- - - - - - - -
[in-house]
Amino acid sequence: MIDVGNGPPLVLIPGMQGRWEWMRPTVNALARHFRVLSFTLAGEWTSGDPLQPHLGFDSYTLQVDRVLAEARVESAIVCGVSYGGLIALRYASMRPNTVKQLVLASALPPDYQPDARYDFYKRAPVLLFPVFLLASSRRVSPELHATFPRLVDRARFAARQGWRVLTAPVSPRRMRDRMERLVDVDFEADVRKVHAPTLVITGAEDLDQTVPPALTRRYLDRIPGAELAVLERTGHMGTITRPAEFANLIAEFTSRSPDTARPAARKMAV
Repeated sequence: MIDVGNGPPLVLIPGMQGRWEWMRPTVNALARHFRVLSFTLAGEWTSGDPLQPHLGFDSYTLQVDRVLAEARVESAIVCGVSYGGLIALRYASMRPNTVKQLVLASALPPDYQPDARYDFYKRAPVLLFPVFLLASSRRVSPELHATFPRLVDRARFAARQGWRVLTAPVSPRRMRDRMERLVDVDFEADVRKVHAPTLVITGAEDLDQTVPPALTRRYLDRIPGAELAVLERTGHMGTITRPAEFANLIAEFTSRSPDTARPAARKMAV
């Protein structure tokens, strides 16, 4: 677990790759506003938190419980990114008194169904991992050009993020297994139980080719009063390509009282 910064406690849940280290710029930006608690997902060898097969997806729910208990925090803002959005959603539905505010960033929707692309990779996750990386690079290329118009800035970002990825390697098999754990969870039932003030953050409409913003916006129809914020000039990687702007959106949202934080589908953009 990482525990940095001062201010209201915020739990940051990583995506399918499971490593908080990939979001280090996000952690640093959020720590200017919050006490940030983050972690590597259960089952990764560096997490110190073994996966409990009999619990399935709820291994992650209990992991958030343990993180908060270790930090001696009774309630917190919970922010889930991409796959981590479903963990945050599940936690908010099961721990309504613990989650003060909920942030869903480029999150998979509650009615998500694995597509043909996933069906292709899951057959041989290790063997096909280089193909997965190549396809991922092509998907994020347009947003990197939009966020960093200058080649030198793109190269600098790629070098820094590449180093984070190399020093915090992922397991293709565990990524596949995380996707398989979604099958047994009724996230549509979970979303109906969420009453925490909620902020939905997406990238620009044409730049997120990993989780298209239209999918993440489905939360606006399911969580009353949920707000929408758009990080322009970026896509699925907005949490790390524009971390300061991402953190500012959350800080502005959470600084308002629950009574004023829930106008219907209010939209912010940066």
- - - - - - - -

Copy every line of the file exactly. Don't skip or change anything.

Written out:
[in-house]
Amino acid sequence: MIDVGNGPPLVLIPGMQGRWEWMRPTVNALARHFRVLSFTLAGEWTSGDPLQPHLGFDSYTLQVDRVLAEARVESAIVCGVSYGGLIALRYASMRPNTVKQLVLASALPPDYQPDARYDFYKRAPVLLFPVFLLASSRRVSPELHATFPRLVDRARFAARQGWRVLTAPVSPRRMRDRMERLVDVDFEADVRKVHAPTLVITGAEDLDQTVPPALTRRYLDRIPGAELAVLERTGHMGTITRPAEFANLIAEFTSRSPDTARPAARKMAV
Repeated sequence: MIDVGNGPPLVLIPGMQGRWEWMRPTVNALARHFRVLSFTLAGEWTSGDPLQPHLGFDSYTLQVDRVLAEARVESAIVCGVSYGGLIALRYASMRPNTVKQLVLASALPPDYQPDARYDFYKRAPVLLFPVFLLASSRRVSPELHATFPRLVDRARFAARQGWRVLTAPVSPRRMRDRMERLVDVDFEADVRKVHAPTLVITGAEDLDQTVPPALTRRYLDRIPGAELAVLERTGHMGTITRPAEFANLIAEFTSRSPDTARPAARKMAV
């Protein structure tokens, strides 16, 4: 677990790759506003938190419980990114008194169904991992050009993020297994139980080719009063390509009282 910064406690849940280290710029930006608690997902060898097969997806729910208990925090803002959005959603539905505010960033929707692309990779996750990386690079290329118009800035970002990825390697098999754990969870039932003030953050409409913003916006129809914020000039990687702007959106949202934080589908953009 990482525990940095001062201010209201915020739990940051990583995506399918499971490593908080990939979001280090996000952690640093959020720590200017919050006490940030983050972690590597259960089952990764560096997490110190073994996966409990009999619990399935709820291994992650209990992991958030343990993180908060270790930090001696009774309630917190919970922010889930991409796959981590479903963990945050599940936690908010099961721990309504613990989650003060909920942030869903480029999150998979509650009615998500694995597509043909996933069906292709899951057959041989290790063997096909280089193909997965190549396809991922092509998907994020347009947003990197939009966020960093200058080649030198793109190269600098790629070098820094590449180093984070190399020093915090992922397991293709565990990524596949995380996707398989979604099958047994009724996230549509979970979303109906969420009453925490909620902020939905997406990238620009044409730049997120990993989780298209239209999918993440489905939360606006399911969580009353949920707000929408758009990080322009970026896509699925907005949490790390524009971390300061991402953190500012959350800080502005959470600084308002629950009574004023829930106008219907209010939209912010940066």